Living archaeology: Artefacts of specific nest site fidelity in wild chimpanzees

F. A. Stewart*, A. K. Piel, W. C. McGrew

*Corresponding author for this work

Research output: Contribution to journalArticlepeer-review

73 Citations (Scopus)


Savanna chimpanzees are known to re-use areas of the landscape for sleep, and patterns of chimpanzee sleeping site re-use are proposed as a referential model for early hominin archaeological site formation. We recorded the prevalence of deformed but healed branches and remnants of dead branches found around fresh nests at the savanna site of Issa in Ugalla, Tanzania. These old nest scars were found in 79% of 112 beds. We also randomly selected potential nesting locations for a subset of 32 beds within the same trees, and found nest scars in only 19% of these " control" locations. We then monitored 275 nests for up to 19 months for decay, regeneration of new branches, and re-use. Of these 275 nest locations, 24% were re-used within the first nine months of monitoring, and most re-use occurred when the nest had already decayed and was not easily visible from the ground. After 18 months, the proportion of specific nest positions re-used increased to 48%. This fidelity is likely a result of the creation of ideally-shaped support structures and supple new growth for mattress material with successive use of nest locations. We propose that specific nest site re-use may not be a direct product of environmental determination, but a result of " niche construction" through formation of good building sites within trees. Environmental modification through construction behaviour may have influenced both chimpanzee and early hominin ranging, and thus leaves behind recognisable patterns of artefact deposition across the landscape.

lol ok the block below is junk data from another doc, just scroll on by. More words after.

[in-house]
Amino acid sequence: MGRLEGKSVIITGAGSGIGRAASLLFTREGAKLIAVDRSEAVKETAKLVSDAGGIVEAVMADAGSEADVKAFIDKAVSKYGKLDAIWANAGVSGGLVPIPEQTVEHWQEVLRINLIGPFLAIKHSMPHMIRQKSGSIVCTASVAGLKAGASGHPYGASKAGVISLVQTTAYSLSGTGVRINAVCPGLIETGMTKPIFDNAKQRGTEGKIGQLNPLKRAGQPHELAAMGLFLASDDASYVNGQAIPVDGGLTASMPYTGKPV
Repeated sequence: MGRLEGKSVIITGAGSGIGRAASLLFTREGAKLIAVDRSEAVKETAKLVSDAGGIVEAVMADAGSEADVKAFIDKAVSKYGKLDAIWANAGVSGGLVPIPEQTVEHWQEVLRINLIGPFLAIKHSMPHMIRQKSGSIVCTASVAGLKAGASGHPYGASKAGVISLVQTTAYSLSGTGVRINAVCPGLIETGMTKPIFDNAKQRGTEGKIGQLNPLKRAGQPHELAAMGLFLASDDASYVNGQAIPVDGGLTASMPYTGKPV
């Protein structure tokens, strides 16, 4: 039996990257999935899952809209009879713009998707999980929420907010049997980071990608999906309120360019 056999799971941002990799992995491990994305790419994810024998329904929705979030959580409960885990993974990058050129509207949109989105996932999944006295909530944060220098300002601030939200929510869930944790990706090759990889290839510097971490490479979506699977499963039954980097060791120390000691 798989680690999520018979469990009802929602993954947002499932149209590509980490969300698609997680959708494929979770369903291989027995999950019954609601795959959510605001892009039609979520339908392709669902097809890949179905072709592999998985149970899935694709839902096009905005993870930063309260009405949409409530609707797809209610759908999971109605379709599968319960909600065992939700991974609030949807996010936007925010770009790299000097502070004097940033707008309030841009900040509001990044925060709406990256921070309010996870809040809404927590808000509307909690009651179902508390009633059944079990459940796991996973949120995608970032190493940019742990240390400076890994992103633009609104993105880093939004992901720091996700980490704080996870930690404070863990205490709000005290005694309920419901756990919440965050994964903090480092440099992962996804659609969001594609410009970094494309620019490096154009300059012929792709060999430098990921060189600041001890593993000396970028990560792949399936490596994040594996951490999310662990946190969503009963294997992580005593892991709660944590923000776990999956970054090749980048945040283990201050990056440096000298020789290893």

Original languageEnglish
Pages (from-to)388-395
Number of pages8
JournalJournal of Human Evolution
Issue number4
Publication statusPublished - Oct 2011


  • Nest re-use
  • Niche construction
  • Primate archaeology
  • Savanna
  • Use-wear


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